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Wednesday, November 7, 2018 - 10:47 by Wayne Beaton

The Eclipse Foundation Specification Process (EFSP) was authored as an extension to the Eclipse Development Process (EDP). With this in mind, before we can discuss the EFSP, we’ll start with a quick EDP primer.

At a high (and very simplified) level, the EDP looks a little something like this:


All open source projects at the Eclipse Foundation start life as a proposal. A proposal literally proposes the creation of a new open source project: the proposal document suggests a name for the new project, and defines many things, including a description and scope of work. The proposal also serves as the nomination and election of all project committers and project leads.

The proposal is posted for community feedback for a minimum of two weeks; during that time, the Eclipse Foundation staff works behind the scenes to ensure that the project’s name can be claimed as a trademark, a mentor has been identified, the licensing scheme works, and more. The community feedback period ends with a creation review which lasts for a minimum of one week. The creation review is the last opportunity for the community and the members of the Eclipse Foundation to provide feedback and express concerns regarding the project.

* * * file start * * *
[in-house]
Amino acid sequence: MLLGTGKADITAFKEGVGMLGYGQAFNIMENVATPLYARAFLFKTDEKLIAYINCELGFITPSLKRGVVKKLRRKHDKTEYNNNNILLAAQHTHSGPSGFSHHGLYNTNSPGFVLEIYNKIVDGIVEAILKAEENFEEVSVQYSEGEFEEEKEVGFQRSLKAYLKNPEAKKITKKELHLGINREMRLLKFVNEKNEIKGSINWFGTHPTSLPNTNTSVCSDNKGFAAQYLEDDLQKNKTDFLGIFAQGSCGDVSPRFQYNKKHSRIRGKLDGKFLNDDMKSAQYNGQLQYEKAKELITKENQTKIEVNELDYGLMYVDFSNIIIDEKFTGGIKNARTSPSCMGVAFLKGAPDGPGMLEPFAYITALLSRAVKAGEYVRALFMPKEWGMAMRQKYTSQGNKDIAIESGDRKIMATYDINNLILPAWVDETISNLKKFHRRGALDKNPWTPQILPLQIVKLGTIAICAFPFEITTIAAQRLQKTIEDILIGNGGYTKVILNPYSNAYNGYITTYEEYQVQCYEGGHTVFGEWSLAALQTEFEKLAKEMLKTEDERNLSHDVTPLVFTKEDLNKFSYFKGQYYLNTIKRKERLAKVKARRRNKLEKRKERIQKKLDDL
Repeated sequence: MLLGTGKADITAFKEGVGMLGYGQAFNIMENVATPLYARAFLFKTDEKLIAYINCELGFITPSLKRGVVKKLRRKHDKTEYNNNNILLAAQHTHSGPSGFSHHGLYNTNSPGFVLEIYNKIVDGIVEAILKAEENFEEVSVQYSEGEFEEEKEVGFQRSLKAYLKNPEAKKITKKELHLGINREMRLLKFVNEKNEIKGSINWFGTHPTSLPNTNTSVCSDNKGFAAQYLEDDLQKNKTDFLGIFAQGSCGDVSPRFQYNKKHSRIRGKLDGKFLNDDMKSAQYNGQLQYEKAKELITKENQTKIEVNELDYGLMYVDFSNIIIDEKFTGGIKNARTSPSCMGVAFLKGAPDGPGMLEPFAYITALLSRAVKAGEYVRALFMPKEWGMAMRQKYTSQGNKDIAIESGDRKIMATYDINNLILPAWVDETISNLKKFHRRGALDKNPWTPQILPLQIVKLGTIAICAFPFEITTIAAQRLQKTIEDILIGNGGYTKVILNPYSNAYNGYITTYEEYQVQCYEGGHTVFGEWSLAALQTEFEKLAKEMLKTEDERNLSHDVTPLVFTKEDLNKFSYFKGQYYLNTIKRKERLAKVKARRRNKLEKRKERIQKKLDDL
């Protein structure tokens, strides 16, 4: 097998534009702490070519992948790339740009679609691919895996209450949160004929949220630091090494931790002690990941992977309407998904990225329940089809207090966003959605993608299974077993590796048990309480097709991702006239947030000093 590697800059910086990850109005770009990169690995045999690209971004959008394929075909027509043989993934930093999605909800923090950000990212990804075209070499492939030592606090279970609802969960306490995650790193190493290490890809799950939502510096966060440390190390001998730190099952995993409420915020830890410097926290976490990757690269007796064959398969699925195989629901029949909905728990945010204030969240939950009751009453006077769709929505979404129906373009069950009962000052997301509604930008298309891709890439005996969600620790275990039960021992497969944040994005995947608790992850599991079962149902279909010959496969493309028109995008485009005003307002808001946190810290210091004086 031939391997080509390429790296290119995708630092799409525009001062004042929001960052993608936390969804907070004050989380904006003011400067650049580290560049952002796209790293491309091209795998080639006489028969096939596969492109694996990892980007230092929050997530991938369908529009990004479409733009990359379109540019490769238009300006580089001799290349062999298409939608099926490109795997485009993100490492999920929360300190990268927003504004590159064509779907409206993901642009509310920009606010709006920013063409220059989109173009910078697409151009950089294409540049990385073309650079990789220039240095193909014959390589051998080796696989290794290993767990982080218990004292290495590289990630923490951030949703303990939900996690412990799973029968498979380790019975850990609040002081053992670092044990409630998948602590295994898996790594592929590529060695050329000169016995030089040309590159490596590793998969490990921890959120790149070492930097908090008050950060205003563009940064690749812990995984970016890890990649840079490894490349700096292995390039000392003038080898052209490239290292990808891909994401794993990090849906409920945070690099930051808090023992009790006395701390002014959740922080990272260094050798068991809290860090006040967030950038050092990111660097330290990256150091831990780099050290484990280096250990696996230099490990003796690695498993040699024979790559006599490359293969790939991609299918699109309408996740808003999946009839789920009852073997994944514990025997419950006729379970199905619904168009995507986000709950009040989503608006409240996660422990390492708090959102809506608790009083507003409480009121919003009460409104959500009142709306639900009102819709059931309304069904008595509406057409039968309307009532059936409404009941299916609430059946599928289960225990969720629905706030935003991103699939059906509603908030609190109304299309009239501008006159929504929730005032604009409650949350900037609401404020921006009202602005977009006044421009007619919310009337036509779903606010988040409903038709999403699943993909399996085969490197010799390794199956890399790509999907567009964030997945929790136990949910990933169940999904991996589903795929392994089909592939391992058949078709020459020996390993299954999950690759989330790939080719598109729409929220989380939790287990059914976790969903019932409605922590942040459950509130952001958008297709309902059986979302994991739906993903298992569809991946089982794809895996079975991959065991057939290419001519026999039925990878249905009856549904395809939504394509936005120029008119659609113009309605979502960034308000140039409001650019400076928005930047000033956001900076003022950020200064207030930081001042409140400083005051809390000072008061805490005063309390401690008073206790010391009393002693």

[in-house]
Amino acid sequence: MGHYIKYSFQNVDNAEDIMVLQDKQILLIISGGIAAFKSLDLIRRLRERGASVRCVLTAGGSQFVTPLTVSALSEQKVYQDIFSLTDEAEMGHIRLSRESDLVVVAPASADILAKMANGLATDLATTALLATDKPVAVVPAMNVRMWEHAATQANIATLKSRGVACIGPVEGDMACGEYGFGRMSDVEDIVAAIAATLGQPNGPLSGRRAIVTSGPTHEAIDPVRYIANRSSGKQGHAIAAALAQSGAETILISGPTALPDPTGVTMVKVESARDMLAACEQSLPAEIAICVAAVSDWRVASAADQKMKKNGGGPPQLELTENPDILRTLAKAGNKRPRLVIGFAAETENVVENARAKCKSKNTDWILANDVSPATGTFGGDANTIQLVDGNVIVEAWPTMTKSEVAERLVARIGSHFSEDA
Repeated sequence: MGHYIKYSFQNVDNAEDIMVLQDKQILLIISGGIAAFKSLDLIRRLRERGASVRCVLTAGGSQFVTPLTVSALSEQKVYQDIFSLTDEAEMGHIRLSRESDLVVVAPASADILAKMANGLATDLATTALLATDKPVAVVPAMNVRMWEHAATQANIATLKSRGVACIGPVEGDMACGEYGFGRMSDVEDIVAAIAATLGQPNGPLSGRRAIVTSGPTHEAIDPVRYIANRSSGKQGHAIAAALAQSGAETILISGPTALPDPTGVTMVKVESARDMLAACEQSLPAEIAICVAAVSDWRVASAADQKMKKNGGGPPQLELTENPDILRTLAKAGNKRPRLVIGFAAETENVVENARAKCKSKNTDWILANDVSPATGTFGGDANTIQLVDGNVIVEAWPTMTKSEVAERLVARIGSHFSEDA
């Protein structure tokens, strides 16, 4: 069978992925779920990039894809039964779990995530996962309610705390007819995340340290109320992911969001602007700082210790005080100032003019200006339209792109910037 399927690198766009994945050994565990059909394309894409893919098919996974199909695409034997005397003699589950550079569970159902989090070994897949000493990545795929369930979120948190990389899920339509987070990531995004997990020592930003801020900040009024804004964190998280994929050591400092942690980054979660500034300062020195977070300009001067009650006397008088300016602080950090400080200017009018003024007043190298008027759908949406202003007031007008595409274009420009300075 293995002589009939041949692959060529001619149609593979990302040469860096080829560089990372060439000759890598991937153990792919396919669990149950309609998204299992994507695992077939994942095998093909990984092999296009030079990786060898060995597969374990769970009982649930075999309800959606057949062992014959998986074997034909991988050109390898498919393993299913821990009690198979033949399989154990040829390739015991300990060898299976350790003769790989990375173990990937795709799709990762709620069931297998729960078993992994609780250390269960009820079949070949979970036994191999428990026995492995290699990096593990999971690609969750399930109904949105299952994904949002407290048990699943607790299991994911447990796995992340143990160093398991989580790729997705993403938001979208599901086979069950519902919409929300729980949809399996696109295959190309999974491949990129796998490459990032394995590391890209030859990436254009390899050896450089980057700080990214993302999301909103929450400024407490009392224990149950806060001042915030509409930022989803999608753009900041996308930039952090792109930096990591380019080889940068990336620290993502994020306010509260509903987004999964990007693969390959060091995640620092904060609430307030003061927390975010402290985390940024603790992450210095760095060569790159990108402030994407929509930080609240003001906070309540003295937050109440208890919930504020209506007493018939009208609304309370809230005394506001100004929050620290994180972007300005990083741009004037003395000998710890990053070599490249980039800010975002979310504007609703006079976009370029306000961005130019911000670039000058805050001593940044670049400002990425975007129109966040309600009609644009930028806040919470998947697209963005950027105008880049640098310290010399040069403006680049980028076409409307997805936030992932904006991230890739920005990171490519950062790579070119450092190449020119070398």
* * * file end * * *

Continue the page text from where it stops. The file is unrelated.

After successful completion of the creation review, and the project resources have been provisioned by the Eclipse Webmaster team, the project team engages in development. Project committers push code to into the project’s source code repositories, and produce and disseminate milestone (snapshot) builds to solicit feedback as part of an iterative development process.

When the time comes to deliver a formal release, the project team produces release candidates and engages in a release review. A release review provides an opportunity for the project team to demonstrate to their Project Management Committee (PMC) that their content is ready for release, work with the Eclipse Intellectual Property Team to ensure that all of the required IP due diligence has been completed successfully, and give the community and membership a final opportunity provide feedback and express concerns. Following a successful release review, the project team will push out their final (GA) build and announce the official release to their community via established channels.

The proposal serves as the first plan for the new open source project. Subsequent releases start with the creation of some sort of plan before reengaging in the development (release) cycle. The level of formality in the planning process varies by project. For many projects, the plan is little more than an acknowledgement that further development is needed. But for some projects, planning is a well-defined open process by which the committers work with their communities to identify themes and issues that will be addressed by the release.

In my next post, I’ll discuss how this process is extended by the the EFSP. Then, I’ll start digging into the details.

You can find the community draft of the Eclipse Foundation Specification Process here.

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